This table shows the Carbon Engineering synthetic fuel manufactured in a high-renewables area compared to both conventional fuels and biofuels, the NREL e-kerosene row. The nature of assembling fuels from basic elements that have to be stripped from stable chemical configurations is very expensive. Biofuels let nature do the heavy lifting and initial processing, and advances in cellulosic — stalk — biofuels mean that they do not compete with food production.
The combination means that while green hydrogen manufactured in Morocco is an excellent way to eliminate high-emissions ammonia inputs, it’s poor for other envisaged uses.
German Hydrogen Partnership
The first collaboration is a hydrogen partnership with Germany, where the Moroccan Agency for Sustainable Energy (MASEN) would build a 100-MW renewable facility to manufacture green hydrogen. As pointed out in the article on hydrogen production, renewables in a narrower geographic region like Morocco will have two challenges. The first is that even a wind and solar farm with directly connected hydrogen manufacturing will have limited utilization of the hydrogen electrolyzer. As a result, electricity will have to be taken from the grid, with both significant cost implications at Morocco’s $108 USD per MWh, and significant CO2 issues given the coal-heavy nature of Morocco’s electricity.
MASEN issued a request for proposal in 2020 looking for a technical advisor for hydrogen development in Morocco. The resultant study was to provide a market survey, main uses of hydrogen, a Morocco-specific evaluation, and recommendations. The report is not available publicly at this point that I could find, and it’s unclear who won the study. However, there are many consultancies working diligently to tell stakeholders what they want to hear about hydrogen’s sunny future.
Morocco would be well served to have the study results assessed by a third-party who is skeptical of hydrogen to provide a more nuanced perspective.
Ammonia Manufacturing (With Unproven Technology)
Next is a pure solar electrolysis play using the Irish firm Fusion Fuel’s proprietary direct solar to hydrogen process to manufacture 31,000 tons of hydrogen annually to feed manufacturing of 183,000 tons of green ammonia production. Fusion Fuel is a 2017 startup which purports to have a technology which cost-efficiently manufactures hydrogen using only solar energy and its proprietary micro-proton exchange membrane electrolysis unit embedded directly in the solar collectors.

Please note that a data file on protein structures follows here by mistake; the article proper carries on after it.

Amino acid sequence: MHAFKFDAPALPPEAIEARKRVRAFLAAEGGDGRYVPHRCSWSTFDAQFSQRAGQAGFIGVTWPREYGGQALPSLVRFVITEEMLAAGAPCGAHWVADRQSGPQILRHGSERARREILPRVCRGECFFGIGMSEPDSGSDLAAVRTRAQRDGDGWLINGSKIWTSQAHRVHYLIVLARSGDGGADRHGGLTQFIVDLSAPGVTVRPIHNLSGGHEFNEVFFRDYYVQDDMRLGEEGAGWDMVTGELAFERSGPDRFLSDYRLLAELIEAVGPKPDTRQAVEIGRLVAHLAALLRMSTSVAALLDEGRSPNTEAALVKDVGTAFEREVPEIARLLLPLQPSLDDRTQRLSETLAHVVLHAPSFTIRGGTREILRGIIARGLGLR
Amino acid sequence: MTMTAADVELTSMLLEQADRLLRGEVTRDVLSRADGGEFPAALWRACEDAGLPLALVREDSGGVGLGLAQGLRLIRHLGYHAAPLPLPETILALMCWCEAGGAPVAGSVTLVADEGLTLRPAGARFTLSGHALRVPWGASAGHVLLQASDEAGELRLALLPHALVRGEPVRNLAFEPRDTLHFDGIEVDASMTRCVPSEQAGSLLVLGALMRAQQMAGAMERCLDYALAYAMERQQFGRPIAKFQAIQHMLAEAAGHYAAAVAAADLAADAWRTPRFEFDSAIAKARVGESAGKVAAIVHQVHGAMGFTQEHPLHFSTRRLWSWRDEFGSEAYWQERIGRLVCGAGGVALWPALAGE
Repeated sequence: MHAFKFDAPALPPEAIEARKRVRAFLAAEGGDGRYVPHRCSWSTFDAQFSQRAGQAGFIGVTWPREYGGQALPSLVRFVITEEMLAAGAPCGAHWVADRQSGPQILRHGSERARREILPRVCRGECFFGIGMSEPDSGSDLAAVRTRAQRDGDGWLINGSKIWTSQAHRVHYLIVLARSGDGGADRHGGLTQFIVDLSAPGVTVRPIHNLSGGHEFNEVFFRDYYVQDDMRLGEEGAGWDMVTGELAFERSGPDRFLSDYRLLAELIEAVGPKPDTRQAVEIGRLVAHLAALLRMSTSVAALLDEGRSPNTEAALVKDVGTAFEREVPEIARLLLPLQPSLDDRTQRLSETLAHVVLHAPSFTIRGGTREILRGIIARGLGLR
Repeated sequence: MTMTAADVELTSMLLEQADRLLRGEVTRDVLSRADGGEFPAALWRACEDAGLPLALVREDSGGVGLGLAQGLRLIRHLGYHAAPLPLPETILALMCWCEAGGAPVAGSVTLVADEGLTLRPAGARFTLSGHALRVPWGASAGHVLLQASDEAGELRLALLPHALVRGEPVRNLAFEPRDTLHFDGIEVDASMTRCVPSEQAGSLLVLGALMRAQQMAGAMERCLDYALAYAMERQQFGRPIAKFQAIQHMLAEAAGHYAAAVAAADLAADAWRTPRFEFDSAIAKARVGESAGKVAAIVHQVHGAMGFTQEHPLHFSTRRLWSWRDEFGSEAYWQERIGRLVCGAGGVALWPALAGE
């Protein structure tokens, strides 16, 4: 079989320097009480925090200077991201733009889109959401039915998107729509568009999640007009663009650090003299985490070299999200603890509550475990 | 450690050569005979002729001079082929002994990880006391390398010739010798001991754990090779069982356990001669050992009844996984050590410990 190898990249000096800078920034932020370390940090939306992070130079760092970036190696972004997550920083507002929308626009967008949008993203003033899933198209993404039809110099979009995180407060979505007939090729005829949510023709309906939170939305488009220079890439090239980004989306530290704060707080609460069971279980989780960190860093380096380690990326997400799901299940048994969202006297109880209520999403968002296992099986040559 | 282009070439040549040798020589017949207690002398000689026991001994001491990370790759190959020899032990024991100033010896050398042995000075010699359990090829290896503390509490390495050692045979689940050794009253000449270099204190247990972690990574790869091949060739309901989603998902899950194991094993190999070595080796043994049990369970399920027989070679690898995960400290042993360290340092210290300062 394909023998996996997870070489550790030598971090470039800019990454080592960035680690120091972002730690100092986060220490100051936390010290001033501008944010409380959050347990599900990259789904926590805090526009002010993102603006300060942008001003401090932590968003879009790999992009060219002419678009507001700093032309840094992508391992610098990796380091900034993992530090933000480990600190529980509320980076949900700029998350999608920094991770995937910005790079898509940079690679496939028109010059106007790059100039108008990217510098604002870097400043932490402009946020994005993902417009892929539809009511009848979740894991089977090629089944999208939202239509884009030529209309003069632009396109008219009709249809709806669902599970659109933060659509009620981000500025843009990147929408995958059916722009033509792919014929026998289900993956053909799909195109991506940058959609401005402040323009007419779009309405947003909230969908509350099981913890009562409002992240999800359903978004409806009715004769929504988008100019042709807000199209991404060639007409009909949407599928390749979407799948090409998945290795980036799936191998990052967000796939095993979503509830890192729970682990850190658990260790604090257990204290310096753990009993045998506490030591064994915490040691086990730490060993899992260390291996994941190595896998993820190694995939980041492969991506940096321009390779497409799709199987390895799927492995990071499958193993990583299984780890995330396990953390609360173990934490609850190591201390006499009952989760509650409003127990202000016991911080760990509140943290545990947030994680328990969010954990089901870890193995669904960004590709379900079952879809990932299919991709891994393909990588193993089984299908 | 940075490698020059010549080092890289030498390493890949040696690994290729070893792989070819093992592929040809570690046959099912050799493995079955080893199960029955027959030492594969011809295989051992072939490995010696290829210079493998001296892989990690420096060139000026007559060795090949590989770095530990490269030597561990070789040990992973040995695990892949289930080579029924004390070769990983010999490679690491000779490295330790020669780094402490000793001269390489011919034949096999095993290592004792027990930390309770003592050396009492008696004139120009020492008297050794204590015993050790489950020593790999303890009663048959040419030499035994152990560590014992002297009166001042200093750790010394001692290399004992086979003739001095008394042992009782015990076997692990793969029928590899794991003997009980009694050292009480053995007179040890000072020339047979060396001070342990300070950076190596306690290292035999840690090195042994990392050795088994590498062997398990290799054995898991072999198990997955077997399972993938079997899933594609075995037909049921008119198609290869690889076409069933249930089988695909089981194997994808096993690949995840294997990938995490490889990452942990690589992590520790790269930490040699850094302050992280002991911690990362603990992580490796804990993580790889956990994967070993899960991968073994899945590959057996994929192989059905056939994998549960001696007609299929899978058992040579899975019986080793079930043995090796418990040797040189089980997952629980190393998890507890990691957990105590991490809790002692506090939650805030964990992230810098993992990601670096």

There are a few red flags with this. First, the test site for Fusion Fuel’s technology in Évora, Portugal, was to have been in production in mid-2021, but there is no indication that it is working at this point. Second, they claim efficiencies of 40% in converting solar energy to electricity, something at the outer limits of solar panel performance achievable in a minute percentage of circumstances, plus use of the 60% of waste thermal solar heat for efficient manufacturing. Commercial solar panel efficiency is typically in the range of 15%-20%. Third, they indicate that they can be plugged into the grid to deliver hydrogen overnight, despite losing the thermal heat component. Fourth, there are no third-party assessments of their claims. And lastly, they are one of the crop of SPAC reverse takeover companies I assessed recently, and have lost well over 80% of their market cap since peak, indicative of the challenges related to due diligence and claims in the blank check company space.
Despite these red flags, the global Greek-based firm Consolidated Contractors Company (CCC) has signed up to be the construction partner, and the energy and commodities trader Vitol has agreed to manage market sales of the ammonia.
While I rank the likelihood of Fusion Fuel’s claims being accurate to be low and the likelihood of their technology delivering 31,000 tons of reasonably priced hydrogen quite a bit lower, the good news is that initial plans are to use the hydrogen directly to manufacture ammonia to reduce fertilizer emissions.
Vitol has indicated that it will be looking at all markets for ammonia, including the potential for shipping it to the US. As Morocco is already an ammonia importer by ship, reversing that and shipping green ammonia to Europe is a more viable alternative. This is especially apt at this point as the importation of ammonia is challenged as the Black Sea port which is the starting point for the current gray ammonia journey to Morocco is closed due to the Russian invasion of Ukraine.